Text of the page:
Justice earned the endorsement of the St. Petersburg Association of Firefighters, while Vasquez is backed by the Sun Coast Police Benevolent Association.

For a third term, Justice said he would prioritize addressing areas of poverty, spending on infrastructure and boosting small businesses and local employers.

Vasquez grew up in Treasure Island and owns Bark Life, a dog grooming, boarding and retail business. She is calling for term limits, an issue with a convoluted history in Pinellas County. Limits of two four-year terms for county commissioners and constitutional officers was approved by 73 percent of voters in 1996 but a series of legal challenges left the issue open for years. In 2013, a circuit court judge ruled that a 2012 decision by the Florida Supreme Court affirming term limits did not reverse a 2002 decision that banned them.

She is also running for “truth in taxation.” While the County Commission has not raised the property tax rate in eight years, property values have risen, resulting in residents paying more under the same rate.

“It’s time for a small business owner to represent those who have had to worry whether they’re going to get a paycheck and those who have worried if they were going to be able to make payroll,” Vasquez’s website states. “It’s time for the Commission to have balance instead of predominantly career politicians.”

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The two are close in fundraising, with Justice bringing in $101,564 in contributions and Vasquez raising $80,472.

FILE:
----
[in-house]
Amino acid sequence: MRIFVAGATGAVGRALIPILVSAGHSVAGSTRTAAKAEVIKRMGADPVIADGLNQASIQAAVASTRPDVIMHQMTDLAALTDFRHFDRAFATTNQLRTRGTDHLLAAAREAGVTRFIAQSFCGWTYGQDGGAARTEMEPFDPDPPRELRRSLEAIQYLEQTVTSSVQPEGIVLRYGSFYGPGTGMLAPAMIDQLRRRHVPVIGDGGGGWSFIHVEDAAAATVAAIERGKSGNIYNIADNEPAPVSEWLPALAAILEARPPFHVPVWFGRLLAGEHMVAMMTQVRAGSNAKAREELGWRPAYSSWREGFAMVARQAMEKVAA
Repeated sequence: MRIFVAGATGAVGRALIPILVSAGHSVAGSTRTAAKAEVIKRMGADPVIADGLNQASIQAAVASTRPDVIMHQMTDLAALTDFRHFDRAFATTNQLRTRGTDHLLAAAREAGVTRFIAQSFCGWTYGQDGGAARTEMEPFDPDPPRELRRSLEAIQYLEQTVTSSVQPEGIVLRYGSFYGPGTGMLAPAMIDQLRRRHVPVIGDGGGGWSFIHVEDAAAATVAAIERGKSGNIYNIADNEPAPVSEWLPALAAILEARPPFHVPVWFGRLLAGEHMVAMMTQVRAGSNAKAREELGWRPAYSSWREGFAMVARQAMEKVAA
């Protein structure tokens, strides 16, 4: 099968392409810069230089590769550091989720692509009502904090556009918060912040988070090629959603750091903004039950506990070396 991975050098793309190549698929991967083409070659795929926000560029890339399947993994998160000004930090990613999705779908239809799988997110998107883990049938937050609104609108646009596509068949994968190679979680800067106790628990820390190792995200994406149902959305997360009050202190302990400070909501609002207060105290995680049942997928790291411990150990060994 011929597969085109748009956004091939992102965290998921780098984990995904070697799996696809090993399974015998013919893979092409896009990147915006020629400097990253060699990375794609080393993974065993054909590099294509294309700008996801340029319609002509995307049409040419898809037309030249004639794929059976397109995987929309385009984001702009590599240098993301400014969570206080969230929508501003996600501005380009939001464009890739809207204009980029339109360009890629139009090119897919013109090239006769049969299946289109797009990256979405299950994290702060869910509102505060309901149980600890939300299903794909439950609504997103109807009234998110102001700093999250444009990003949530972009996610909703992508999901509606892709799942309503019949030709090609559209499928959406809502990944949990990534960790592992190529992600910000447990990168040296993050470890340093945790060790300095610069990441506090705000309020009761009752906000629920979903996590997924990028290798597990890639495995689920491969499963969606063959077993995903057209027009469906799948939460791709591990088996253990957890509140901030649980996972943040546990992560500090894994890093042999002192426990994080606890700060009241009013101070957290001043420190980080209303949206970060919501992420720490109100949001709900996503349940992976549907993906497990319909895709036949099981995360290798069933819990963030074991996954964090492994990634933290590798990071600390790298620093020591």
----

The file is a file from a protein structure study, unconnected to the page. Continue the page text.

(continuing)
In an email, Vasquez said she has been spreading her message by meeting with voters on their terms “in person, by Zoom and hosted events.”

“I am often recognized most for my signage countywide and flattered by the individuals that introduce themselves to me in my everyday life,” she said.

But Vasquez has skipped some of the advocacy organization interviews and events that Justice has participated in virtually, like the Women Talk Black forum, League of Women Voters St. Petersburg interview and Suncoast Tiger Bay forum.

Vasquez did not answer a question asking for her stance on county’s mask ordinance, which since June has a required face coverings in most indoor public places to slow the spread of coronavirus. But she has criticized commissioners for their response to anti-mask advocates, who have been flooding Justice with phone calls and emails in support of Vasquez.

Justice said his support of the ordinance is based on the advice of scientists and health professionals and he is unwilling to compromise safety for “the loudest voices in the room.” But he acknowledged the presidential race could drive turnout and create more of a partisan divide in the local race.

Vasquez sports a “Make America Great Again” sweatshirt in a photo on her website, a nod to President Donald Trump’s slogan, but said “who you choose for President has little to do with our county government.”